A bit of history
Luther was born on November 10, 1483, in Germany and died on February 18, 1546. He was first a lawyer before becoming an Augustinian monk in 1505, and was ordained a priest in 1507. While continuing his studies in pursuit of a Doctor of Theology degree, Luther discovered significant differences between what he read in the Bible and the theology and practices of the church. On October 31, 1517, he posted a challenge on the church door at Wittenberg University to debate various theological issues (“95 Theses”). Luther's hope was that the church would reform its practice and preaching to be more consistent with the Word of God as contained in the Bible.
What started as an academic debate escalated to a religious war, fueled by fiery temperaments and violent language on both sides. As a result, there was not a reformation of the church but a separation. "Lutheran" was a name applied to Luther and his followers as an insult but adopted as a badge of honor by them instead.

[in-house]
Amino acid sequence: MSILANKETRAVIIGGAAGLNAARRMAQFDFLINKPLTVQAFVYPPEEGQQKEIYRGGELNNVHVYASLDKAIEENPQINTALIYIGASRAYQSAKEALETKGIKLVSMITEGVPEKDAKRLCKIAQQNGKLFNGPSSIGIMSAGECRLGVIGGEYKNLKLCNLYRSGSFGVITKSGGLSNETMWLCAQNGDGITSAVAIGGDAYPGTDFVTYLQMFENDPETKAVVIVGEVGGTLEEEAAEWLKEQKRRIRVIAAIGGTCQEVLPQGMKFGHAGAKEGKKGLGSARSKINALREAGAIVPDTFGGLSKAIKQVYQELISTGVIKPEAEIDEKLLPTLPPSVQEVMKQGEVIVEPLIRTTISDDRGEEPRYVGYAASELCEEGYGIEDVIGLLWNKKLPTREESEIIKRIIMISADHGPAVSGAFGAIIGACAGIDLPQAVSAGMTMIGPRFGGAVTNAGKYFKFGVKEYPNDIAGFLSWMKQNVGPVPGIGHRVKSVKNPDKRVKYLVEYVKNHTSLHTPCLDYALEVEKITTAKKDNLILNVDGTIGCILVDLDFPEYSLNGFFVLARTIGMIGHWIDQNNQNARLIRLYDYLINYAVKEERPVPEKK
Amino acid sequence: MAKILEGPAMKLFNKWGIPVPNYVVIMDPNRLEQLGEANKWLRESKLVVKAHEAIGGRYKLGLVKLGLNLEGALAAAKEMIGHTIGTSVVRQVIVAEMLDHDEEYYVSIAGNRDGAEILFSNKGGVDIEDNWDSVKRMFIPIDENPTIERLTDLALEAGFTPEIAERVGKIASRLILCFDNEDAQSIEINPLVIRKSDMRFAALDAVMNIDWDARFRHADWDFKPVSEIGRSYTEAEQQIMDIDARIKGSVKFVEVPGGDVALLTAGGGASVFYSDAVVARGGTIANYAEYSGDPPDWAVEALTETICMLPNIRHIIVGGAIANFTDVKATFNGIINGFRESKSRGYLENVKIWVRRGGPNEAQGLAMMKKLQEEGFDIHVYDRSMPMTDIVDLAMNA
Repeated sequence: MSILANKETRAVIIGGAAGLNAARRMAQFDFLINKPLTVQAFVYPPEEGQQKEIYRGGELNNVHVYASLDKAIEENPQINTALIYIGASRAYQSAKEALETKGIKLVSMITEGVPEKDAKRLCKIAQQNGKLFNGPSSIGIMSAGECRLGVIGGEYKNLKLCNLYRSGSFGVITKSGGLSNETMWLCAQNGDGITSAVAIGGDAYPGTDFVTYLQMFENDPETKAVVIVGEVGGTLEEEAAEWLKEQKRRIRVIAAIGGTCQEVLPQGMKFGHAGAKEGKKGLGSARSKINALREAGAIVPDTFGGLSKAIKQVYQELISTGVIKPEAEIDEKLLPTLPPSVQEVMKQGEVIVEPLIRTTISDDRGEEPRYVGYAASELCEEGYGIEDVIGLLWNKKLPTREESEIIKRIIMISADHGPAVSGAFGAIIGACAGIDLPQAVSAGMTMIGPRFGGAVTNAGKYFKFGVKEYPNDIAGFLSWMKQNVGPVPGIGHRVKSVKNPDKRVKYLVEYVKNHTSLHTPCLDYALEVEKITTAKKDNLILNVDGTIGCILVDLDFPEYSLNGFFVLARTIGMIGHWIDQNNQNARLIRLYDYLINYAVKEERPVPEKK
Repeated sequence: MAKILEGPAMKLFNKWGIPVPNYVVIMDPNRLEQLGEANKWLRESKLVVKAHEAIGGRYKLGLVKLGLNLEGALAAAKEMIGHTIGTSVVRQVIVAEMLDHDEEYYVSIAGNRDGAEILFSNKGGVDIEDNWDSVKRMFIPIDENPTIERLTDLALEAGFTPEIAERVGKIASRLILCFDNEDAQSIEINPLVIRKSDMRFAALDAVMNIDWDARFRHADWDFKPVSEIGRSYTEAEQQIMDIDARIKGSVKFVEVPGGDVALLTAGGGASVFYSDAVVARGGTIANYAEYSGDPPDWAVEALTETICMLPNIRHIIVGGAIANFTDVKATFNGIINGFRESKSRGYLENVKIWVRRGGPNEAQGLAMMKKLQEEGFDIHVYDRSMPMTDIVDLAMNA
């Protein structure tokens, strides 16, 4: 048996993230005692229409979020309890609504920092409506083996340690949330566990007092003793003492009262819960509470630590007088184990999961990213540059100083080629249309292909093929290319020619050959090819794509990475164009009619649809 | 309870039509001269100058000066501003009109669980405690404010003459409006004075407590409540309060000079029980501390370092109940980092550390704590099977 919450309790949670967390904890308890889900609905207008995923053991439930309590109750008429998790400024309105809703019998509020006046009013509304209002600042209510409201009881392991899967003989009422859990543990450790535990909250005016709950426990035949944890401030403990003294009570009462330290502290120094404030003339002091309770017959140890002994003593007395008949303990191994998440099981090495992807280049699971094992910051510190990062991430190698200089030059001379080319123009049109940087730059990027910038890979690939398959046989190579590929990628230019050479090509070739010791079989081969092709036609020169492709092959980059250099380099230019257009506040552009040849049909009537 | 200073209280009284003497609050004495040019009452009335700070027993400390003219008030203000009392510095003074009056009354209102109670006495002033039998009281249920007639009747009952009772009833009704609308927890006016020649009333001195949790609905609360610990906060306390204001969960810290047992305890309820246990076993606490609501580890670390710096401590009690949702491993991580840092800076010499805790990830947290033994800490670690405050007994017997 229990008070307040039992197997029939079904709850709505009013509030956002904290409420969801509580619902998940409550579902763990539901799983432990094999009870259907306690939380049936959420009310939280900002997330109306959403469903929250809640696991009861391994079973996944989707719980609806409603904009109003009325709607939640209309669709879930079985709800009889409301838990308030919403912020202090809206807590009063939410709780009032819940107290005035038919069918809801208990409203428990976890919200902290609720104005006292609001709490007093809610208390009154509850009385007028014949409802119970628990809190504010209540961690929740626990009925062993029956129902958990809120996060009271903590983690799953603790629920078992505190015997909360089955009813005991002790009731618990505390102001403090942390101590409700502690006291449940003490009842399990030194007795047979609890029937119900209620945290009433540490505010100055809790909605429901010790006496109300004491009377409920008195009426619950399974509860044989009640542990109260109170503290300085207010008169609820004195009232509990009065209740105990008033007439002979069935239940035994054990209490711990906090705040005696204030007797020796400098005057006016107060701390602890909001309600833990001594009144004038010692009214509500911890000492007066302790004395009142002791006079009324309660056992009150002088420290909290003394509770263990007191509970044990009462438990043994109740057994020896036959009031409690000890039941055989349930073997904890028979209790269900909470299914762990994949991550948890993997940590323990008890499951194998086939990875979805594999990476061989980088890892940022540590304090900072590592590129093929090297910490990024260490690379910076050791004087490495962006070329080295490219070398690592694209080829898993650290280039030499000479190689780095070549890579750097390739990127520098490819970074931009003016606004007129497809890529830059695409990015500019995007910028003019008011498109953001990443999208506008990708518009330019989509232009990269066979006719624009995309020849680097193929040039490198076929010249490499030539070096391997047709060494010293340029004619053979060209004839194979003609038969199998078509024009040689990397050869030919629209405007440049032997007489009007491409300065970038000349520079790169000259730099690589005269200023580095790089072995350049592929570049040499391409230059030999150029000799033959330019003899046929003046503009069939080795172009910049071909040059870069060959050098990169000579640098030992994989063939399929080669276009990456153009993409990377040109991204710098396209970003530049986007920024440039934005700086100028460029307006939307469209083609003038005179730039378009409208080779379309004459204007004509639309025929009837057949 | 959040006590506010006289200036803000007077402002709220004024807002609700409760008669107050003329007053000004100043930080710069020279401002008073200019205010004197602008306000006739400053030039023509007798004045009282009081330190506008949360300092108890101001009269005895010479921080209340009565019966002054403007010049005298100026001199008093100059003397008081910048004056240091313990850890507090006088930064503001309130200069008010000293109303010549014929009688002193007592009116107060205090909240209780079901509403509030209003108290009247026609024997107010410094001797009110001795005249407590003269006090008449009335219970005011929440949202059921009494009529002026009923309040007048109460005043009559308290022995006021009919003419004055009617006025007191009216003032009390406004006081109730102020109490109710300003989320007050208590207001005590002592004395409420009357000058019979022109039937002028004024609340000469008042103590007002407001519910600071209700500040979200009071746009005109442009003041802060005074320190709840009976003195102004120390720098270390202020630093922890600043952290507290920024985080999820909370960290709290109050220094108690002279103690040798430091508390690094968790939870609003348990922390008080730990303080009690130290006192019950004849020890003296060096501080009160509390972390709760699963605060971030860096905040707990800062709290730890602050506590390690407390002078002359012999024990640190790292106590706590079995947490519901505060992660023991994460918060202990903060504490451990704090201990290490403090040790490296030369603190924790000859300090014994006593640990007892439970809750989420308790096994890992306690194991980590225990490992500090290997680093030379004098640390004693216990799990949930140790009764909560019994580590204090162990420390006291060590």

Today, most Protestant (or, non-Catholic) Christian denominations (including Baptist, Methodist, Episcopal, Reformed, Presbyterian, etc.) owe some debt to Martin Luther for beginning the movement of which they are apart. Lutherans consider themselves the oldest group of Protestant Christians. Worldwide there are approximately 66 million Lutheran Christians . Though there are few in the South (outside of North and South Carolina), they constitute one of the largest groups of Christians across the mid-West. Just as there are various types of Baptists (Southern Baptists, Primitive Baptists, National Baptists, etc.), there are various types of Lutherans. The largest group, to which Christ Lutheran belongs, is the Evangelical Lutheran Church in America (ELCA) with 4.6 million members. Though many associate the word “evangelical” with conservative, narrow-minded believers who believe in the necessity of a personal conversion and faith for salvation, for ELCA Lutherans its connection is with its origin with the Greek word for “Gospel”—the good news of the story of life, death, and resurrection of Jesus of Nazareth, who Christians consider to be the Messiah (Savior) of the world.